Reasons for bail should focus on the facts of the case. There is little evidence that drafting lengthy grounds for bail makes an impact on an application directly to the Home Office.
As always with bail, the practical considerations are likely to be whether there are any barriers to the person’s removal/whether their removal is likely to take place soon, whether the person is likely to disappear if they are released and whether the person is likely to offend or harm the public.
The legal framework for the Home Office in granting an applicant bail can be found in Schedule 10(3)(2) of the Immigration Act 2016. It should be the starting point for any reasons for bail. In addition, the Home Office’s published policy on Immigration Bail, version 4.0, 5 April 2019 states at pages 34-35:
If the person you are considering for a grant of immigration bail is detained, you must take into account both the requirements set out under exercising the power to grant immigration bail and, in addition, the following:
– the length of any likely additional period necessary to eliminate barriers to removal
– any specific features of the case – such as those set out below – which indicate that detention is necessary
– the reliability and standing of any Financial Condition Supporters
– where appropriate, whether the person has a suitable settled address
– any other factors relevant to the decision to detain
– in Criminal Casework cases, any licence conditions
Indicators that a person is unlikely to comply with the conditions of immigration bail might include:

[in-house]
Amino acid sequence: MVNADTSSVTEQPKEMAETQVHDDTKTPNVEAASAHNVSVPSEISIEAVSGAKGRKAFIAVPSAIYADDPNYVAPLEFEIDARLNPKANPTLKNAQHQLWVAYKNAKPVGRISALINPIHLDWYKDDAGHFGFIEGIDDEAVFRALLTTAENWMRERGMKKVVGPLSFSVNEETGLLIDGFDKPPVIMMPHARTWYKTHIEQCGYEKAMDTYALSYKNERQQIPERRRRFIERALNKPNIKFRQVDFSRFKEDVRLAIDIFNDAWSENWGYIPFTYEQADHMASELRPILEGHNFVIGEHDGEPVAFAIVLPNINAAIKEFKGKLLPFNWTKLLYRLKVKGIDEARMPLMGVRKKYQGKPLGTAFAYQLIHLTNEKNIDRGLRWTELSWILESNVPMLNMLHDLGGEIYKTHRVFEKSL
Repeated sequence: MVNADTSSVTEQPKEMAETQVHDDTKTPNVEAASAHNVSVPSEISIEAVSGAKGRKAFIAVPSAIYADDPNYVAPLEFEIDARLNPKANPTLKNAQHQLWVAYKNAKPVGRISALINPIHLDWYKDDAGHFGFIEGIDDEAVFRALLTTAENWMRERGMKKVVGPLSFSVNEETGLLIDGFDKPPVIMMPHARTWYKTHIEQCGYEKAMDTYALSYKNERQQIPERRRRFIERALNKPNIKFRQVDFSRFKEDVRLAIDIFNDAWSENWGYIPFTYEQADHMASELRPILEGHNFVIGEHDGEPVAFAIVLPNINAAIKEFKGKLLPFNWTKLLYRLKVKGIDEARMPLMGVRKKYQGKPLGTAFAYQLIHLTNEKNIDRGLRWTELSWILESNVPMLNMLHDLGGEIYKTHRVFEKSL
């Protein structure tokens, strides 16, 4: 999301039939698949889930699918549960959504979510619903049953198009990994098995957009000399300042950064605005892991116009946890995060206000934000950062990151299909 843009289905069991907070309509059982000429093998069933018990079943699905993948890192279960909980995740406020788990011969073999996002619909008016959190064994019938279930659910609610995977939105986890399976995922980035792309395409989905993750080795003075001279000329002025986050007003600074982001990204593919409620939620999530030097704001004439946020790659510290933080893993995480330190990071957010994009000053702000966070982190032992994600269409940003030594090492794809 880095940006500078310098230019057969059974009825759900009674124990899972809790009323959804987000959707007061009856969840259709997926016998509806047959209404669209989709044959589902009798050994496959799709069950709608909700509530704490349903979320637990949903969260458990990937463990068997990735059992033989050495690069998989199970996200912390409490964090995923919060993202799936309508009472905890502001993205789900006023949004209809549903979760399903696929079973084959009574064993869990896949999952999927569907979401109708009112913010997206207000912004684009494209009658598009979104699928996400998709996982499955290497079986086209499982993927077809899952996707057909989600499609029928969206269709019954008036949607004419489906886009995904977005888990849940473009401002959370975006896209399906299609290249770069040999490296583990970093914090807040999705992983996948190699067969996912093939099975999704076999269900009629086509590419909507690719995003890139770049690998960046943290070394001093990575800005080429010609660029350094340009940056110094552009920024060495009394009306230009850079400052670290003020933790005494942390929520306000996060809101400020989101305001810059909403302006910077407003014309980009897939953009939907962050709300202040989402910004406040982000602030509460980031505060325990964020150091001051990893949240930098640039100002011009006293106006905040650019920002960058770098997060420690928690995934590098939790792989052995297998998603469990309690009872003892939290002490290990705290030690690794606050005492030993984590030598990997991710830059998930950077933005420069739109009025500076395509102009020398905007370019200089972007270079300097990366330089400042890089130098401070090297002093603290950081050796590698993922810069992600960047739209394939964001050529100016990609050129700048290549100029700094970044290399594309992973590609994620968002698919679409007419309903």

– any history of escaping, or attempting to escape, from legal custody
– previous breach or breaches of conditions of immigration bail – or its predecessors
– statement from the person or the person’s Financial Condition Supporter indicating an intention to breach bail
– the person’s immigration application sponsor, if any, refusing to act as Financial Condition Supporter because the sponsor does not believe the person will comply, even if other Financial Condition Supporters are produced subsequently
– risk of offending or potential harm to the public, including on the basis of national security, terrorism, criminality
– previous failed removal attempt owing to the individual’s disruptive behaviour or failure to comply with the documentation process
The above lists are not exhaustive. You must assess each case on its individual merits, taking account of the person’s family, social and economic background, health (physical and mental) and immigration history. You may still be able to grant immigration bail to a person with an adverse background or history if they produce sufficient and satisfactory Financial Condition Supporters.